- how to optimize parts placement for soldering
- avoid these pitfalls when designing PCBs
- how much current can my track handle with this width?
- some PCB design specifications for manufacturability
- PCB manufacturing is getting harder with smaller structures
I tried to apply those design guidelines the best I could.
AnywhereAmps PCB explained
The result after a couple of evenings:
I separated the PCB into three zones.
- Left: the 9V switching regulator, following its reference design (datasheet) it would create a current circle around itself using the bypass capacitors and cancel out most of the EMI. Look at the thermal design, it has a lot of copper and quite some vias to get the heat conducted away from the die.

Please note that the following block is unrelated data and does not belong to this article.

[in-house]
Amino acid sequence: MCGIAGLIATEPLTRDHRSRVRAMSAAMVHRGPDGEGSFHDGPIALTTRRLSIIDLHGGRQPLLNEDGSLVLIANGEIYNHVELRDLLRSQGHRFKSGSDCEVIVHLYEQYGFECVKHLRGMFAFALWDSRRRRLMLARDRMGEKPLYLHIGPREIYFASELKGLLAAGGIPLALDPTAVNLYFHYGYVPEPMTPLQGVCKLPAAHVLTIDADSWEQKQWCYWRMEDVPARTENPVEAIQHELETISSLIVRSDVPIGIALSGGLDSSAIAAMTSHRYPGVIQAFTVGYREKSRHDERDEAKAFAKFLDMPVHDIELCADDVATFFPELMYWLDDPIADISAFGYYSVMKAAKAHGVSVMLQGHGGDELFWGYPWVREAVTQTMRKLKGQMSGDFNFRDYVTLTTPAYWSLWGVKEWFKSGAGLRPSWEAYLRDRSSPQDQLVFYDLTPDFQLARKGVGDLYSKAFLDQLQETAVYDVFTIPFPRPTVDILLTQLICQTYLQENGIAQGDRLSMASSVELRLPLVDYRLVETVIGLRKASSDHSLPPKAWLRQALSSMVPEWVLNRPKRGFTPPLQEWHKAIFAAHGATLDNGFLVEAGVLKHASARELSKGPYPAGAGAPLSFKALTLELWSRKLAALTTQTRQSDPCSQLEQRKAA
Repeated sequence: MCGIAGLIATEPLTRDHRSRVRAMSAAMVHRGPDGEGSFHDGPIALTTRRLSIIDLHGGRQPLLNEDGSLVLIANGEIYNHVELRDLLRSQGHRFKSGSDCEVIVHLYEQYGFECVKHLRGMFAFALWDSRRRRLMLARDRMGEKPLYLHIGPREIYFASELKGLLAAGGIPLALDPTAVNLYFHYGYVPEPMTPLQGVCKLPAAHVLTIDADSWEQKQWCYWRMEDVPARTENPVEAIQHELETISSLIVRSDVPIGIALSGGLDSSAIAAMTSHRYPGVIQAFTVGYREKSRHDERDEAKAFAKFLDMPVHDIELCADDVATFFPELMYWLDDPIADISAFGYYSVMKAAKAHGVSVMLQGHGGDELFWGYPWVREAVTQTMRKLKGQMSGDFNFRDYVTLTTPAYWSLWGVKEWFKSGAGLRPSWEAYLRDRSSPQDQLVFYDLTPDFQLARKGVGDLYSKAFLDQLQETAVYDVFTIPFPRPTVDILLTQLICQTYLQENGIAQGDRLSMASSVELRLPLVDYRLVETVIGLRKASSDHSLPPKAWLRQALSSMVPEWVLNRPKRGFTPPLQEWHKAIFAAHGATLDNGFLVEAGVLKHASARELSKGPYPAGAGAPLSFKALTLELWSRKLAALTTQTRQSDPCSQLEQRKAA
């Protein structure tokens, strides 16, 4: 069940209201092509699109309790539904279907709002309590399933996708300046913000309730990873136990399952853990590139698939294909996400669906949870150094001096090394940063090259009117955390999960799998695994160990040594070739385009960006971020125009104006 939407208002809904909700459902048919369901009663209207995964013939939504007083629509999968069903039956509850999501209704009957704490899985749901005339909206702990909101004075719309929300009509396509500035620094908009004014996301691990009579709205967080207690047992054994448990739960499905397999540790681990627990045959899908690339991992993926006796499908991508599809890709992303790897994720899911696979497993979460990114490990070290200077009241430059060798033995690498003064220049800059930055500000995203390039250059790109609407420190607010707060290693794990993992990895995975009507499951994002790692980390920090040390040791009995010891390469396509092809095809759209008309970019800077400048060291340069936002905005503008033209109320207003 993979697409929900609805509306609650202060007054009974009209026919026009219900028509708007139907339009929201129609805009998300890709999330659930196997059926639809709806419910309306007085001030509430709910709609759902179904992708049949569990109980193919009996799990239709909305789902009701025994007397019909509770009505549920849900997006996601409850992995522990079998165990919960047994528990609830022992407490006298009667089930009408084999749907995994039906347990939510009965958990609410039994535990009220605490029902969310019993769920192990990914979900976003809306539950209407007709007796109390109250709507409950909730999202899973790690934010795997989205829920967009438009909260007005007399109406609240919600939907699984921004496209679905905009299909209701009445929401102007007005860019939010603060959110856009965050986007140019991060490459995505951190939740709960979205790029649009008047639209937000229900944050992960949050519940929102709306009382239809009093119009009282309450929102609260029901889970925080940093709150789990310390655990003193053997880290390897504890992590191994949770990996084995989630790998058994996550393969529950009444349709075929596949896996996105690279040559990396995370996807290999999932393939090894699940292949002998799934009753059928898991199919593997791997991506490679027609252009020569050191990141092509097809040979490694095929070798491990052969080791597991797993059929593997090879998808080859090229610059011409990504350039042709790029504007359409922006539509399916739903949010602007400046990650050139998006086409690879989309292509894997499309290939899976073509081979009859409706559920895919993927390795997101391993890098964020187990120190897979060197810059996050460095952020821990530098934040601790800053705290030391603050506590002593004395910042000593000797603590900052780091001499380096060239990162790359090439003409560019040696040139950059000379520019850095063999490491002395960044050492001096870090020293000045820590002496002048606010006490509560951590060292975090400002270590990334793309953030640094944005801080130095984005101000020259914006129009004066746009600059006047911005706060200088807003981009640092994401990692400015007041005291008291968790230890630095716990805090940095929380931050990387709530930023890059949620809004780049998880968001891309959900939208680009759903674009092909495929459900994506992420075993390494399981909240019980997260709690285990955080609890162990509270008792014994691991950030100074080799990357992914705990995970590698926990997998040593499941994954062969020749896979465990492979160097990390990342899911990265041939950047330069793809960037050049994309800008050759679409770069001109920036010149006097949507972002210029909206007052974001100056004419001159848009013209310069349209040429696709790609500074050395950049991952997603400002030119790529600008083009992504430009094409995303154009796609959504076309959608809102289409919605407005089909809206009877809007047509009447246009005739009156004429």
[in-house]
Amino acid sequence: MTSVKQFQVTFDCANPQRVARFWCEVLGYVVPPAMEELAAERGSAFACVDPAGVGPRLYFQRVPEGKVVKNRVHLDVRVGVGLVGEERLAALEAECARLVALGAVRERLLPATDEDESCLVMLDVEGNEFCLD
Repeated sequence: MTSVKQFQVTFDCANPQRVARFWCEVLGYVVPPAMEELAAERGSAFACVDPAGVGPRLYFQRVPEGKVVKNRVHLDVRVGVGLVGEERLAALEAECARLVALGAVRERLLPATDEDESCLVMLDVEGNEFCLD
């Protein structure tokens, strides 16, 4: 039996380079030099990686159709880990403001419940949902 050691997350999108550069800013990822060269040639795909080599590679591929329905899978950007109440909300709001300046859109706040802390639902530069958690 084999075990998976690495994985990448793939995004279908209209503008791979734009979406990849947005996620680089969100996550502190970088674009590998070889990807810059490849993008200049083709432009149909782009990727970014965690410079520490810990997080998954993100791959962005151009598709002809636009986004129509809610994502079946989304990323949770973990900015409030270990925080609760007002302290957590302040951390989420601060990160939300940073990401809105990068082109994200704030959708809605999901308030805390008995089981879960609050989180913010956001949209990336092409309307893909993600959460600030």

- Center: The power terminals and supervisory circuit. I placed solder jumpers to select the nominal battery voltage for the undervoltage detection.
- Right and top: Preamp and analog signal circuitry, separated by the other electronics stuff using a thick ground track on the top copper and an own ground plane on the bottom. I hope this is enough…
As I’ll hand-solder the first prototypes to check if it all works OK, I used “big” 0805 SMD components. I increased the space in between them by more than the PCB specification would demand. Unfortunately, the highly integrated power ICs were not available in “hobby soldering electronics” sizes so I’ll have to go through some pain there :(
So this is how it will look like. The PCB size will be
45mm x 69mm.
Contribute or download
All the CAD models and schematics are open source and available for download and your contributions on my dedicated Github repository.
Up next: PCB delivered and soldered